Changes in plasma and urine globotriaosylceramide levels do not predict Fabry disease progression over 1 year of agalsidase alfa.Genet Med. 2013 Dec; 15(12):983-9.GM
Globotriaosylceramide concentrations were assessed as potential predictors of change from baseline after 12 months by estimated glomerular filtration rate and left-ventricular mass index using pooled data from three randomized, placebo-controlled agalsidase alfa trials and open-label extensions of patients with Fabry disease.
Males (aged 18 years or older) with Fabry disease received agalsidase alfa (0.2 mg/kg every other week for 12 months). A backward-elimination approach evaluated potential predictors (baseline estimated glomerular filtration rate and left-ventricular mass index; age at first dose; baseline and change from baseline at 12 months of globotriaosylceramide (urine, plasma); urine protein excretion; and systolic and diastolic blood pressure). Subgroups included patients randomized to placebo or agalsidase alfa (double-blind phase), then to agalsidase alfa (open-label extensions; placebo→agalsidase alfa or agalsidase alfa→agalsidase alfa, respectively) and stage 2/3 chronic kidney disease patients.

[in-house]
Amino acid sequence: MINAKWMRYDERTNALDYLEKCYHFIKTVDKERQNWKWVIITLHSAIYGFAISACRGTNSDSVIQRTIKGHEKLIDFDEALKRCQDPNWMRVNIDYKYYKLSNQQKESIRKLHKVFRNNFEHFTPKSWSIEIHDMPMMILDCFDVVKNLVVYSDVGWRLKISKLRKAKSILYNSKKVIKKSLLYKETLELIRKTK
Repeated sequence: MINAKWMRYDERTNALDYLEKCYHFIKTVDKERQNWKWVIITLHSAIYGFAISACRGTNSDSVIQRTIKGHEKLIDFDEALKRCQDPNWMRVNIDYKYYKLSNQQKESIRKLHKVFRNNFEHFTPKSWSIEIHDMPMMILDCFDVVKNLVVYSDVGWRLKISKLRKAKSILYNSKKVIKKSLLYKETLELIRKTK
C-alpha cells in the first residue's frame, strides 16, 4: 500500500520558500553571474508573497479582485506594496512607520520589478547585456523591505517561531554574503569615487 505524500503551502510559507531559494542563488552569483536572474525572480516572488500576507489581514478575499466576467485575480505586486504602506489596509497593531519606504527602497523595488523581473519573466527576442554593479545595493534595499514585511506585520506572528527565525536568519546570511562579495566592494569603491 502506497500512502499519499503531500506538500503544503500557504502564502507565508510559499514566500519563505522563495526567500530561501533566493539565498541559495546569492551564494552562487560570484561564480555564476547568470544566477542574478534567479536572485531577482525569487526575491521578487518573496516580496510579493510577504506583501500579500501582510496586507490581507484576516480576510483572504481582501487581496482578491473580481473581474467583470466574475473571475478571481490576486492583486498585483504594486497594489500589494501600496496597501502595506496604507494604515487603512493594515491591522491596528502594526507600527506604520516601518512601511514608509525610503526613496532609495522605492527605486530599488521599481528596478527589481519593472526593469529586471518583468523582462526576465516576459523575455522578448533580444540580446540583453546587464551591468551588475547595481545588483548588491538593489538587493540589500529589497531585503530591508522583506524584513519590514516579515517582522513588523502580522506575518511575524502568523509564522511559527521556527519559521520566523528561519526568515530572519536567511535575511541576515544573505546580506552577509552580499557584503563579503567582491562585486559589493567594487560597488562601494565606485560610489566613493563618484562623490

Baseline estimated glomerular filtration rate, age at first dose, baseline urine globotriaosylceramide excretion, and baseline and change from baseline urine protein excretion significantly predicted change from baseline estimated glomerular filtration rate in the analysis population (N = 73; all P<0.05), although not in all subgroups. Change from baseline urine and plasma globotriaosylceramide (baseline and change from baseline) concentrations did not predict change from baseline estimated glomerular filtration rate. No predictors of left-ventricular mass index were significant.
Changes in globotriaosylceramide concentrations do not appear to be useful biomarkers for prediction of Fabry disease-related changes in estimated glomerular filtration rate or left-ventricular mass index.